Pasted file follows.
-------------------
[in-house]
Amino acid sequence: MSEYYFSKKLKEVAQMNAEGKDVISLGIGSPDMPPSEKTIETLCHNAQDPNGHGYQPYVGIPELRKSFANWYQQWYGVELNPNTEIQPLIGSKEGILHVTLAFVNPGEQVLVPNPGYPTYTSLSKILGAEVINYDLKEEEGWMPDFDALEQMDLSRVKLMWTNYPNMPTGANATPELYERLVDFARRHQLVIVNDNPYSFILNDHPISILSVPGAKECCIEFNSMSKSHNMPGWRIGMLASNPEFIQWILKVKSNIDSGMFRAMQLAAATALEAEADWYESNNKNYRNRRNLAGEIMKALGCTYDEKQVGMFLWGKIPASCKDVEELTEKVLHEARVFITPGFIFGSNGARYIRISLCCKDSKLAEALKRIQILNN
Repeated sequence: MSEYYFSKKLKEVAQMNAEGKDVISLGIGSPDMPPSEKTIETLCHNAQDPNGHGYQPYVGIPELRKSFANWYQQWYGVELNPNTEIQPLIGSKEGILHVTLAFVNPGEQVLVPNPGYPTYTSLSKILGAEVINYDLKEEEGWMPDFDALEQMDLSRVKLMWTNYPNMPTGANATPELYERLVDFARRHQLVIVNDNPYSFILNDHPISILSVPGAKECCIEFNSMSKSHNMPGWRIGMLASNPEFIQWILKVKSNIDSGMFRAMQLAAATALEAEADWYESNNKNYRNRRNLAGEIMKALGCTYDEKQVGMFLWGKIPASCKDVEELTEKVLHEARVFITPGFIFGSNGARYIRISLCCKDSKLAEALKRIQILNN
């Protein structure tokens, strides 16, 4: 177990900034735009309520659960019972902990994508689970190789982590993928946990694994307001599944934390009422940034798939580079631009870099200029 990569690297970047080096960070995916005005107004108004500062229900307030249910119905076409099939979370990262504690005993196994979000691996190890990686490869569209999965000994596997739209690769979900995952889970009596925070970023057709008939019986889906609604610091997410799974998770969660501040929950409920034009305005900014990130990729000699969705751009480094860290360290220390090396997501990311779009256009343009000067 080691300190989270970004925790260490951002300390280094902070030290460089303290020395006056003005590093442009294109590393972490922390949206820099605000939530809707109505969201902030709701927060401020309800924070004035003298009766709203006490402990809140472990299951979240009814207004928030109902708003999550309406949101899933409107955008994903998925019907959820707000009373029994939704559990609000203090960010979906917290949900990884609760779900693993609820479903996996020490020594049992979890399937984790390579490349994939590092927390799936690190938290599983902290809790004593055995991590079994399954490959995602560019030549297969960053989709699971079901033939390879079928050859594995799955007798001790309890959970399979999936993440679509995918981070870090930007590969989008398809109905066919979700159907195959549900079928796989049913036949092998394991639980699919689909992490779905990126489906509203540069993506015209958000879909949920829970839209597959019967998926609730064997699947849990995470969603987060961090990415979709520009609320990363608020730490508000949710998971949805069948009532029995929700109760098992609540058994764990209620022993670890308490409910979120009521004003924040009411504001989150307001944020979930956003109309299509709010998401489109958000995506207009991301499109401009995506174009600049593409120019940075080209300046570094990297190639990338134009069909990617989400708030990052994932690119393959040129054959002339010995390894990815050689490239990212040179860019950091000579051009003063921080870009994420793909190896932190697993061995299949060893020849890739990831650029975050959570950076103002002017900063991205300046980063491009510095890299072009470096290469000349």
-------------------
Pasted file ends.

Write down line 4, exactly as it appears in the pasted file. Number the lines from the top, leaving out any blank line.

């Protein structure tokens, strides 16, 4: 177990900034735009309520659960019972902990994508689970190789982590993928946990694994307001599944934390009422940034798939580079631009870099200029 990569690297970047080096960070995916005005107004108004500062229900307030249910119905076409099939979370990262504690005993196994979000691996190890990686490869569209999965000994596997739209690769979900995952889970009596925070970023057709008939019986889906609604610091997410799974998770969660501040929950409920034009305005900014990130990729000699969705751009480094860290360290220390090396997501990311779009256009343009000067 080691300190989270970004925790260490951002300390280094902070030290460089303290020395006056003005590093442009294109590393972490922390949206820099605000939530809707109505969201902030709701927060401020309800924070004035003298009766709203006490402990809140472990299951979240009814207004928030109902708003999550309406949101899933409107955008994903998925019907959820707000009373029994939704559990609000203090960010979906917290949900990884609760779900693993609820479903996996020490020594049992979890399937984790390579490349994939590092927390799936690190938290599983902290809790004593055995991590079994399954490959995602560019030549297969960053989709699971079901033939390879079928050859594995799955007798001790309890959970399979999936993440679509995918981070870090930007590969989008398809109905066919979700159907195959549900079928796989049913036949092998394991639980699919689909992490779905990126489906509203540069993506015209958000879909949920829970839209597959019967998926609730064997699947849990995470969603987060961090990415979709520009609320990363608020730490508000949710998971949805069948009532029995929700109760098992609540058994764990209620022993670890308490409910979120009521004003924040009411504001989150307001944020979930956003109309299509709010998401489109958000995506207009991301499109401009995506174009600049593409120019940075080209300046570094990297190639990338134009069909990617989400708030990052994932690119393959040129054959002339010995390894990815050689490239990212040179860019950091000579051009003063921080870009994420793909190896932190697993061995299949060893020849890739990831650029975050959570950076103002002017900063991205300046980063491009510095890299072009470096290469000349």